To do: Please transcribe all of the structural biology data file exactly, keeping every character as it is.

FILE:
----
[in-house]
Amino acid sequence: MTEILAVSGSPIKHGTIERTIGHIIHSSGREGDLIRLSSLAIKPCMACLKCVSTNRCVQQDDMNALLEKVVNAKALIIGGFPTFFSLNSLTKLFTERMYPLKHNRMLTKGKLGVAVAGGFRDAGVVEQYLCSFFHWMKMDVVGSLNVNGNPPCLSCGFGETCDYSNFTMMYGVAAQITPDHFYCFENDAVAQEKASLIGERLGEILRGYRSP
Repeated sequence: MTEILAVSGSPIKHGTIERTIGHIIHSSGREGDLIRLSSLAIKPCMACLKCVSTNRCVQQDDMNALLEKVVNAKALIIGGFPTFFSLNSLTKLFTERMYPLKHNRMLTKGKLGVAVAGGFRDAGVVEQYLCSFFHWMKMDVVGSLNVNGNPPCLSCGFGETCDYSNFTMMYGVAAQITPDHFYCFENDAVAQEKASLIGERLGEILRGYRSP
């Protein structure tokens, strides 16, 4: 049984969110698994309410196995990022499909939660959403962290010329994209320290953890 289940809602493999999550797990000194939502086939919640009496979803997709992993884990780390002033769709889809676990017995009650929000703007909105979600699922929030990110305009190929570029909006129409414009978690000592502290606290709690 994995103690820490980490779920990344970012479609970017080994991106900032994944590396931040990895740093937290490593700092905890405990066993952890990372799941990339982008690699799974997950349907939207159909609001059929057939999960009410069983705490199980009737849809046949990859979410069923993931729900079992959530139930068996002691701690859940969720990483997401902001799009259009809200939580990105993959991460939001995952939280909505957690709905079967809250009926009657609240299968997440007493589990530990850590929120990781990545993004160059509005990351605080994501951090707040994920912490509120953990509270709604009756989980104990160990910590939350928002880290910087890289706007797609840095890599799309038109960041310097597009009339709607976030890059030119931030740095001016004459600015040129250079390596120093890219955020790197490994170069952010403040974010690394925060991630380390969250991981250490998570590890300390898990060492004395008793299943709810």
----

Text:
[in-house]
Amino acid sequence: MTEILAVSGSPIKHGTIERTIGHIIHSSGREGDLIRLSSLAIKPCMACLKCVSTNRCVQQDDMNALLEKVVNAKALIIGGFPTFFSLNSLTKLFTERMYPLKHNRMLTKGKLGVAVAGGFRDAGVVEQYLCSFFHWMKMDVVGSLNVNGNPPCLSCGFGETCDYSNFTMMYGVAAQITPDHFYCFENDAVAQEKASLIGERLGEILRGYRSP
Repeated sequence: MTEILAVSGSPIKHGTIERTIGHIIHSSGREGDLIRLSSLAIKPCMACLKCVSTNRCVQQDDMNALLEKVVNAKALIIGGFPTFFSLNSLTKLFTERMYPLKHNRMLTKGKLGVAVAGGFRDAGVVEQYLCSFFHWMKMDVVGSLNVNGNPPCLSCGFGETCDYSNFTMMYGVAAQITPDHFYCFENDAVAQEKASLIGERLGEILRGYRSP
């Protein structure tokens, strides 16, 4: 049984969110698994309410196995990022499909939660959403962290010329994209320290953890 289940809602493999999550797990000194939502086939919640009496979803997709992993884990780390002033769709889809676990017995009650929000703007909105979600699922929030990110305009190929570029909006129409414009978690000592502290606290709690 994995103690820490980490779920990344970012479609970017080994991106900032994944590396931040990895740093937290490593700092905890405990066993952890990372799941990339982008690699799974997950349907939207159909609001059929057939999960009410069983705490199980009737849809046949990859979410069923993931729900079992959530139930068996002691701690859940969720990483997401902001799009259009809200939580990105993959991460939001995952939280909505957690709905079967809250009926009657609240299968997440007493589990530990850590929120990781990545993004160059509005990351605080994501951090707040994920912490509120953990509270709604009756989980104990160990910590939350928002880290910087890289706007797609840095890599799309038109960041310097597009009339709607976030890059030119931030740095001016004459600015040129250079390596120093890219955020790197490994170069952010403040974010690394925060991630380390969250991981250490998570590890300390898990060492004395008793299943709810």